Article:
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Benefit cuts cause food bank crisis

By KentOnline reporter

by Brad Gray

Food banks are being put under intense strain after recent disability benefit cuts led to a surge in users.

Changes to Employment and Support Allowances (ESA) came into force this month, and have left many long-term disabled people £29.05 a week worse off.

The cuts were hailed as a bid to encourage people back to work, but many disability charities have criticised the changes, which have left many struggling.

Food bank stock ready to be handed out

Food bank stock ready to be handed out

One charity says it has seen around an increase of around a fifth in those asking for help in the last year.

Another said some of the most desperate families in the county face a £1,500 a year benefits reduction. 

These new benefit changes strike another blow for services already under pressure.

Medway homeless charity One Big Family (OBF) has issued an urgent appeal for packed and tinned goods due to a rise in people using their services.

“ESA benefits have been capped and slashed and it’s caused a lot of people to be put in a vulnerable position.” said founder Liz Shaw.

“Sometimes people who we are looking after in vulnerable housing can be financially worse off than those on the streets.”

OBF, who recently won a Pride in Medway award, have been running a weekly soup kitchen in Chatham since last October.

“Our food kitchen is getting bigger and bigger. We’re now having 70 to 80 people approach us in need every week. We’re in desperate need” - Liz Shaw

“Our food kitchen is getting bigger and bigger.

“We’re now having 70 to 80 people approach us in need every week.

“We’re in desperate need.”

Ian Childs, the director of Helping the Community, the charity responsible for the Medway food bank, has said how this is now a common issue.

“For the first time in our history, the volume of food leaving our warehouse is actually exceeding the levels of donations coming in.

“Our stock levels are in decline and we are now needing urgent donations.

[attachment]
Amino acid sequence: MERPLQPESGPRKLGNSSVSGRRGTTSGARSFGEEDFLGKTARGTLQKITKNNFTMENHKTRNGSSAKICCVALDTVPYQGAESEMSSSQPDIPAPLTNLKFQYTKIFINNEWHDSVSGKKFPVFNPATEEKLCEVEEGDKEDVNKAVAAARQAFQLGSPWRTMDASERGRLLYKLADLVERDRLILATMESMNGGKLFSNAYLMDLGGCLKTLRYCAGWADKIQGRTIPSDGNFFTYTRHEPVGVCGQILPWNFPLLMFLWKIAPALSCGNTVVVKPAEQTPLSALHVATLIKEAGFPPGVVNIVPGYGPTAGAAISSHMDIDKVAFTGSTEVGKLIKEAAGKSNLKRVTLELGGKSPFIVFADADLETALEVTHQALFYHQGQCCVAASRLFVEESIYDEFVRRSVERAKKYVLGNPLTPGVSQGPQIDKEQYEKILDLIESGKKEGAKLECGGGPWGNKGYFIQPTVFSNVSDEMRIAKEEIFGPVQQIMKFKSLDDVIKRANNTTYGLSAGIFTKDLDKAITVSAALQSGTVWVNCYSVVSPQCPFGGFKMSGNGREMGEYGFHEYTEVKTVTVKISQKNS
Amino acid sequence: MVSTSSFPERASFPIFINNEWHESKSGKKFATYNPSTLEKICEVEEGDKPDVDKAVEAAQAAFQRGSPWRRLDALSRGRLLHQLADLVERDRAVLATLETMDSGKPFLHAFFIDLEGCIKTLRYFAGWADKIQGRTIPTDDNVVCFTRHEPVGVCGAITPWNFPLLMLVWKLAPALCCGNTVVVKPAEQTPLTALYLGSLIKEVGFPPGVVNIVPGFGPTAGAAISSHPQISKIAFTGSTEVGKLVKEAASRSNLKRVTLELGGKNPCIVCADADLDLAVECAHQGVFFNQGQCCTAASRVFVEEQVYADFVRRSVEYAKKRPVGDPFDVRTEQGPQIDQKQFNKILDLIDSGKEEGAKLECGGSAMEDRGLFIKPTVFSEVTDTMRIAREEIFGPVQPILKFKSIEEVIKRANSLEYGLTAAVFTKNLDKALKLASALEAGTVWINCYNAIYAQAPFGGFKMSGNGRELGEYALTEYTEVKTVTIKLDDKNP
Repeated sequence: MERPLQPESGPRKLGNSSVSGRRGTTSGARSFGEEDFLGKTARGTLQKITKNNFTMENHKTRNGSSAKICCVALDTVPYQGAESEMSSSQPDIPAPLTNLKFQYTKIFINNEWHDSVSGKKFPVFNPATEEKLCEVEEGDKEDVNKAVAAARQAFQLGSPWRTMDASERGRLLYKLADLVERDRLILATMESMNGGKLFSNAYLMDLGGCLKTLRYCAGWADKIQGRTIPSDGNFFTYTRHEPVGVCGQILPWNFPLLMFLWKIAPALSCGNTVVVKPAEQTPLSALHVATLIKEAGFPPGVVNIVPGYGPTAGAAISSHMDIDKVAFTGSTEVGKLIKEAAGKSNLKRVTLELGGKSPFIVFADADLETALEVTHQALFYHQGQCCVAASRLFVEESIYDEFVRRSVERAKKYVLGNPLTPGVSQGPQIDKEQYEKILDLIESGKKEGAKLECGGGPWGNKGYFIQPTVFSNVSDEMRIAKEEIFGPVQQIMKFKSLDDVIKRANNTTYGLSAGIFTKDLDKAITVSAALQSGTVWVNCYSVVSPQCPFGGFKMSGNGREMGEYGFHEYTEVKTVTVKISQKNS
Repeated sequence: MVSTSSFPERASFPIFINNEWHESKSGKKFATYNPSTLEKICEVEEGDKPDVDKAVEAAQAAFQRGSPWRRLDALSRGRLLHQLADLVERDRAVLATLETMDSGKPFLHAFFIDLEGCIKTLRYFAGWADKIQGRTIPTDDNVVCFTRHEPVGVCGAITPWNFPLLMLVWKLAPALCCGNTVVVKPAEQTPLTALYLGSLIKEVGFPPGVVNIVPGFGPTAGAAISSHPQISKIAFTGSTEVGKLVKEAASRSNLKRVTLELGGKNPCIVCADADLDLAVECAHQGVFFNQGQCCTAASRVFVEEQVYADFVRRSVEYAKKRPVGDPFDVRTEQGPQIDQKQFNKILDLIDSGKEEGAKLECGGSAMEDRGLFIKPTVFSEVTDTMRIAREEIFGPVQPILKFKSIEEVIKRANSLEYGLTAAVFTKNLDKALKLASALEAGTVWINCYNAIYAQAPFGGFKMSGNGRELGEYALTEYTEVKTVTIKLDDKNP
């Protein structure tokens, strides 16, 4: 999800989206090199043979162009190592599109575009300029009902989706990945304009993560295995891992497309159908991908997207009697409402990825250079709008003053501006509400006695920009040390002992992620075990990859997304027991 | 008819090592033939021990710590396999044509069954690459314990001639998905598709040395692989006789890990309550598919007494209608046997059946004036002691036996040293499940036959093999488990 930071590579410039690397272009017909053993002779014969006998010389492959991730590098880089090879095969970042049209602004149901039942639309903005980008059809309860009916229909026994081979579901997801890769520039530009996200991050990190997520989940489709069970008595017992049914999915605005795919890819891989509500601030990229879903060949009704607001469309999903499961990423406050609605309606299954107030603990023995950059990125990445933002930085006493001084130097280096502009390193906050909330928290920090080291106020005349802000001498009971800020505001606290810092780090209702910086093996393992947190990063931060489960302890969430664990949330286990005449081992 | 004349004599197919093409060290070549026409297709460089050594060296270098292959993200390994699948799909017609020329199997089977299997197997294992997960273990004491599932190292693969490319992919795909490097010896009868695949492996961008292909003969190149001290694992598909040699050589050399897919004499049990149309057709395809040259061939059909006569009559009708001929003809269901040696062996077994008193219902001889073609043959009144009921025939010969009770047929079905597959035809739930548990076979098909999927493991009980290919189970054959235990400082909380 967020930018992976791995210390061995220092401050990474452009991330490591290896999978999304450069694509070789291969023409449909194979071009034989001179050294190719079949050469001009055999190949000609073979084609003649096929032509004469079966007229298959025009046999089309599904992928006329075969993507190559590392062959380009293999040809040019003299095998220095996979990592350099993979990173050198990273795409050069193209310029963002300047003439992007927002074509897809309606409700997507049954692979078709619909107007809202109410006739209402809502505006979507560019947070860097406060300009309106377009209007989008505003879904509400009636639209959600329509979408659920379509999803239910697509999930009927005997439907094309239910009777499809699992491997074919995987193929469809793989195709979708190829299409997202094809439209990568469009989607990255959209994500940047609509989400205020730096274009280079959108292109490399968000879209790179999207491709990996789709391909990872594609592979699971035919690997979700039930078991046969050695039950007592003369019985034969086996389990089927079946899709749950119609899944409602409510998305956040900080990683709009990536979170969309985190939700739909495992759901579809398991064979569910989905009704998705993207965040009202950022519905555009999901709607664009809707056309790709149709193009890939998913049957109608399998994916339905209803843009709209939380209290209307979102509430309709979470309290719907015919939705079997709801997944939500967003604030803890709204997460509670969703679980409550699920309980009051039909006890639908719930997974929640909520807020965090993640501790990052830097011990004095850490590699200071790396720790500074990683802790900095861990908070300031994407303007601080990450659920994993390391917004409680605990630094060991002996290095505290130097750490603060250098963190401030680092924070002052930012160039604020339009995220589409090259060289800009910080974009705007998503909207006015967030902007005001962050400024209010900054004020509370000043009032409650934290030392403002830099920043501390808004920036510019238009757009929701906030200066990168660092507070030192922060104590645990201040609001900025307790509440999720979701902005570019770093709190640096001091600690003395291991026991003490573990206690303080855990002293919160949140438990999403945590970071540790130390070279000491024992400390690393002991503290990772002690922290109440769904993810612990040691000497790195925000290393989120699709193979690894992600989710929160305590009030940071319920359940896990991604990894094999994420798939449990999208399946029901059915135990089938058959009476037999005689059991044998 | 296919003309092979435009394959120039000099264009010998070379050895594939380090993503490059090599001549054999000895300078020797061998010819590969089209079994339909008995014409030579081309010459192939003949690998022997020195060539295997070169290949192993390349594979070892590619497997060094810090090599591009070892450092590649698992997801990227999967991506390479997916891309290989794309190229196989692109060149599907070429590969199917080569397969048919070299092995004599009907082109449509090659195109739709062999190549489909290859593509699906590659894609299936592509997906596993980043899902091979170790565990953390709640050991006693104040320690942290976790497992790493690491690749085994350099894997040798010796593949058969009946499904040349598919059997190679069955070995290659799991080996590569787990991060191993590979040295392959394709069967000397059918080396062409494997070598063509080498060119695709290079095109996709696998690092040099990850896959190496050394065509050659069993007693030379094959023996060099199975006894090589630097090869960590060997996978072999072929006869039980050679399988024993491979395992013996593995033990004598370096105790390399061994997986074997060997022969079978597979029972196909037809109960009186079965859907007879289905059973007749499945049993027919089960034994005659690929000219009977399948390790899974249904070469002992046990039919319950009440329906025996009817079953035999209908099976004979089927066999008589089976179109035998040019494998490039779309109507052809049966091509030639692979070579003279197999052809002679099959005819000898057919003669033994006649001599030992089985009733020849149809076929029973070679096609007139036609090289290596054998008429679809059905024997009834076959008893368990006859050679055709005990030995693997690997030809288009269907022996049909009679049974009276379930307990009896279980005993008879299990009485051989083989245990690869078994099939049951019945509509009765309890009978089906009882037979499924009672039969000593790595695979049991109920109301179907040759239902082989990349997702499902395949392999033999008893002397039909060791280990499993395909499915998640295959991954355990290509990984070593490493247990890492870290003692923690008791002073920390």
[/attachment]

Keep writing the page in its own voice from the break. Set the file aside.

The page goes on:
“The only reason we can now fulfill the requests of people needing help from us is because we have got a warehouse with about eight tonnes of food in it.

“That food will run out in a couple of months.”

 

Items stored at a food bank depot.

Items stored at a food bank depot.

Mr Childs also blames benefit cuts for the influx in people relying on food banks.

"In the last year the demand for emergency food for residents of Medway has gone up almost 20%.

“To claim that the benefit changes and benefits cuts that have taken place have had no impact in that picture would be foolish to say the least.

“The level of cut and the speed of the cut are just beyond the ability of most regular people to deal.

“To assume that is not going to have a serious impact on people’s lives and people’s ability to get by and to continue to survive and eat well.

“It’s beyond me, it’s literally beyond me.”

 

The Trussell Trust, an organisation which runs eight food banks across Kent, confirmed benefit payments are the main reason people need emergency food.

The trust's food bank network director Adrian Curtis said: "Areas with a high proportion of people unable to work because of disability also have high food bank use.

"A change which could leave people on a financial knife edge may mean more families struggle to put food on the table.

"Food banks are here to help when people hit crisis but we can’t stop hunger alone."

For more details on how to donate to One Big Family, contact 07788253047 or visit their Facebook page.

For more details on how to donate to the Medway Food Bank, contact 01634757057 or visit their website.

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